The idea is that this will allow you to blow water, or air, through these pipes to flush the filter out, forcing dirt to the top of the filter where you can drain it off.

Using the 21mm pipe cut 5 equal lengths that will make a square that will fit inside the barrel. In mine I made a 40cmx40cm frame to fit inside the 60cm barrel

You'll need to cut three of the lengths in half to insert the T-pieces, when cutting you'll also have to account for the size of the T-pieces and cut out that little bit extra (approx 2cms)

Build the frame (as shown) using plenty of the adhesive.

Cut a length of 21mm pipe that is a good 6 inches taller than the main barrel and glue this in place and leave to dry somewhere for a few hours.

Once dry you can drill holes along the frame, I roughly measured so they are equally spaced out.

Test place it in the barrel to ensure it fits around the vortex pipework.

Step 5: Vortex Shield & Stone Holder

So that when you add the filtration media stones you don't crush, snap or block the lovely vortex we made earlier you'll need to protect it with a bucket.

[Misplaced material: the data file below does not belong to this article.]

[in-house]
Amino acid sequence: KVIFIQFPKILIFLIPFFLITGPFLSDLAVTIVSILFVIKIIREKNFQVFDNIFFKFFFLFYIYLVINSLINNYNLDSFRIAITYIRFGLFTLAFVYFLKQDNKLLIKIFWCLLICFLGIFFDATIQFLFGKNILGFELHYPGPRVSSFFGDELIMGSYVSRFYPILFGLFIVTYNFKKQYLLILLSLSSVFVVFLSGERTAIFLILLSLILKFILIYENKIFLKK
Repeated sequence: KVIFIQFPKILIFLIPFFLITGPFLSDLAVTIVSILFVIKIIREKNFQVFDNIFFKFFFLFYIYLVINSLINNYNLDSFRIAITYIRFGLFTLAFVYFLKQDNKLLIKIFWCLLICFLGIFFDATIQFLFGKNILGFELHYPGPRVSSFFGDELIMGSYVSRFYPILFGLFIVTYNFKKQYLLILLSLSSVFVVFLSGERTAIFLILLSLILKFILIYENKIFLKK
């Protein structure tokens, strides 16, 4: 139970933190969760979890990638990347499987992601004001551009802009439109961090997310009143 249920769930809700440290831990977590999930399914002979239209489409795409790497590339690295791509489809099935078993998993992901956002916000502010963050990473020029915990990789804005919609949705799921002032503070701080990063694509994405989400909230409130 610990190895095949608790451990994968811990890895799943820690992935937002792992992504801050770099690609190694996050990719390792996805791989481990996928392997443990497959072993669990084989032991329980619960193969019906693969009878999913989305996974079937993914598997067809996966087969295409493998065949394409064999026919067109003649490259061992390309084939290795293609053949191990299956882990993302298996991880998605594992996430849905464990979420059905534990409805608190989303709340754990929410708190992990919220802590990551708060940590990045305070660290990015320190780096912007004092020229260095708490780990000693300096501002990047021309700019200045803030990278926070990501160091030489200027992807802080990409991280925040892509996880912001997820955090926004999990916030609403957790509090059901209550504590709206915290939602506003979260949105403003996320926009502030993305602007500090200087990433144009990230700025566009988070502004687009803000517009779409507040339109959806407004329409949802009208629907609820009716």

I had an old large plant pot from a bamboo lying around, but any large bucket or bin could be cut to suit. It will need to be a nice fit in the bottom of the barrel and also still leave a couple of inches clearance for the vortex pipework.

You need to drill plenty of holes in the bucket, of varying sizes and position, don't go mad and put too many in as this will compromise the buckets strength, remember you've got 4 bags of rocks to drop in yet.

You will also need to cut a slot for the vortex pipework to fit though.

In mine I've cut a stepped slot, a little like a bayonet light bulb fitting, so when I twist the bucket it will lock into place and also support the vortex pipe

Try a test fitting, I had to modify mine a bit to get it to fit.

If you've made the flusher I'd also put this in and check there's a hold in the right place and big enough to get the bucket over it and still fit around the vortex pipe.

Step 6: Adding the Filter Media

Ok, so everything should fit together nicely now, the vortex is installed, the flusher (if you've made one) is in and the bucket is all slotted into place nicely. Double and triple check everything is in place as you don't want to have to dig out all the stones if you've forgotten something..

So it's time to add the filter media.